Favorable vs Unfavorable Intermediate-Risk Prostate Cancer: A Review of the New Classification System and Its Impact on Treatment Recommendations

March 15, 2016

The population of patients with intermediate-risk prostate cancer are a large and heterogeneous group with highly variable prognoses, which present a challenge to efforts to develop standardized treatment recommendations.

The population of patients with intermediate-risk prostate cancer are a large and heterogeneous group with highly variable prognoses, which present a challenge to efforts to develop standardized treatment recommendations. New classification systems have been proposed that modify the existing National Comprehensive Cancer Network guidelines and that subdivide men with intermediate-risk prostate cancer into favorable and unfavorable subgroups. This review will examine the changing landscape of intermediate-risk prostate cancer and the effects on treatment decisions that may result from this new classification. The literature provides evidence that men with favorable intermediate-risk prostate cancer have prostate cancer–specific mortality and all-cause mortality rates similar to the rates in patients with low-risk prostate cancer and thus may be candidates for active surveillance, dose-escalated radiation therapy without short-term androgen deprivation therapy (ADT), or, interestingly, standard-dose radiation therapy plus short-term ADT. Conversely, patients with unfavorable intermediate-risk prostate cancer have prostate cancer–specific mortality and all-cause mortality rates similar to the rates in patients with high-risk prostate cancer. These patients would not be candidates for active surveillance and may in fact require long-term ADT in addition to standard-dose or dose-escalated radiation therapy instead of 4 to 6 months of ADT.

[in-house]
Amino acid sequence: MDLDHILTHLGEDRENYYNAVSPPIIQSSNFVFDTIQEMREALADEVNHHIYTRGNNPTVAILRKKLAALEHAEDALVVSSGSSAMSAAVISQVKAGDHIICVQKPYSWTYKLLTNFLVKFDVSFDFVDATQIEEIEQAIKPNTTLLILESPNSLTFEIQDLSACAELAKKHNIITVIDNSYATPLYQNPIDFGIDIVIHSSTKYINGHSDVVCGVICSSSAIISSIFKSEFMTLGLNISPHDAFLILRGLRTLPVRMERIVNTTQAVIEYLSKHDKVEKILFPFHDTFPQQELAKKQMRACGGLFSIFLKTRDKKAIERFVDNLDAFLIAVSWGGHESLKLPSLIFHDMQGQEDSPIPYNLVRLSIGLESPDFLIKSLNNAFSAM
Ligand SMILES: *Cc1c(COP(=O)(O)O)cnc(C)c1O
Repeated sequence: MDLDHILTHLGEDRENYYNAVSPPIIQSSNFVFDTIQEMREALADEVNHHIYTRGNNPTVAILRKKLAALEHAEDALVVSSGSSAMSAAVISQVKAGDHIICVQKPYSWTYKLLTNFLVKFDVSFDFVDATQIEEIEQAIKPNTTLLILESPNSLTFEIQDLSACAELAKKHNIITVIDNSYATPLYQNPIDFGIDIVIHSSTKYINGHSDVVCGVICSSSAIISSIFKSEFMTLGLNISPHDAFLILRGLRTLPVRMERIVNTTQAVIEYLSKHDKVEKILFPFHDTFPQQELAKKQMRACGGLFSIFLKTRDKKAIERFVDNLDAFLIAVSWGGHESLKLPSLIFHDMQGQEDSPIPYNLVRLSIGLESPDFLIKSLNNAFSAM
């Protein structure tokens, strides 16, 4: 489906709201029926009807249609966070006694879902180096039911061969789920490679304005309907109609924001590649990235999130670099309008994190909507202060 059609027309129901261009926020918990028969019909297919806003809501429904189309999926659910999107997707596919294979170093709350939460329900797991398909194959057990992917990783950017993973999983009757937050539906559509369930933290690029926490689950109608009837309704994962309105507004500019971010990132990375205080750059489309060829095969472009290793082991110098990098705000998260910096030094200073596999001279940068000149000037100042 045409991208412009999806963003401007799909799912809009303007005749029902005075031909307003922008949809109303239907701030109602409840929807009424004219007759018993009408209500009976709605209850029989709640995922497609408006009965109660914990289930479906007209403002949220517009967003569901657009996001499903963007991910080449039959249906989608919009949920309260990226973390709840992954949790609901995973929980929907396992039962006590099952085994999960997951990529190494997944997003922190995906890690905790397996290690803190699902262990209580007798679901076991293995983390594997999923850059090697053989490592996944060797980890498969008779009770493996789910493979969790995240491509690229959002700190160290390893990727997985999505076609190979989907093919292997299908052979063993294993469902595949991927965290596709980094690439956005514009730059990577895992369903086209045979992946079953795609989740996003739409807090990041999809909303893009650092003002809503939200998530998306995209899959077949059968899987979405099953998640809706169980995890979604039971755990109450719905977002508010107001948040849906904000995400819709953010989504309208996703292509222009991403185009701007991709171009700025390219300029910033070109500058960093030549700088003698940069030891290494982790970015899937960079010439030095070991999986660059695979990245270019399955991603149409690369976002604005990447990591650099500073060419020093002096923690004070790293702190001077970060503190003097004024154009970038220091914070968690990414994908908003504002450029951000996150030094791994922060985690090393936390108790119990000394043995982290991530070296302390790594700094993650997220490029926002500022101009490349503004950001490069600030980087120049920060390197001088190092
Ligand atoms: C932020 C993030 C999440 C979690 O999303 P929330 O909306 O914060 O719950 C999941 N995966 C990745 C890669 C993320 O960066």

In 2015, an estimated 220,800 new cases of prostate cancer were diagnosed in the United States.[1] This figure is significant because prostate cancer–specific mortality (PCSM) is still the second leading cause of oncologic death in the United States.[1] Given the high prevalence and heterogeneous clinical behavior of prostate cancer, clinicians must differentiate indolent tumors from those that are more aggressive. Failure to differentiate can lead to overtreatment of patients with more indolent disease and undertreatment of aggressive tumors.[2-4] Risk classification systems characterize the burden of disease and help guide appropriate treatment recommendations. One classification system is the National Comprehensive Cancer Network (NCCN) risk classification system,[5] which stratifies men into very-low-, low-, intermediate-, high-, and very-high-risk groups. The risk group to which a patient is assigned is clinically significant because different treatment approaches are recommended based on the risk category.

The NCCN system defines intermediate-risk prostate cancer as having at least one of the following characteristics:

• Clinical tumor stage T2b or T2c.

• Gleason score (GS) of 7.

• Prostate-specific antigen (PSA) level of 10–20 ng/mL.

Other definitions of intermediate-risk disease have also been proposed.[6-8]

Intermediate-risk prostate cancer represents the largest of the risk groups and is comprised of a heterogeneous population of patients with variable prognoses. This heterogeneity presents a challenge to both physicians developing treatment recommendations and patients who ultimately choose a specific treatment approach. Patients within the intermediate-risk category experience a wide range of PCSM and biochemical or clinical recurrence (range, 2% to 70%) following treatment with radical prostatectomy, external beam radiation therapy (EBRT), or brachytherapy.[6,9]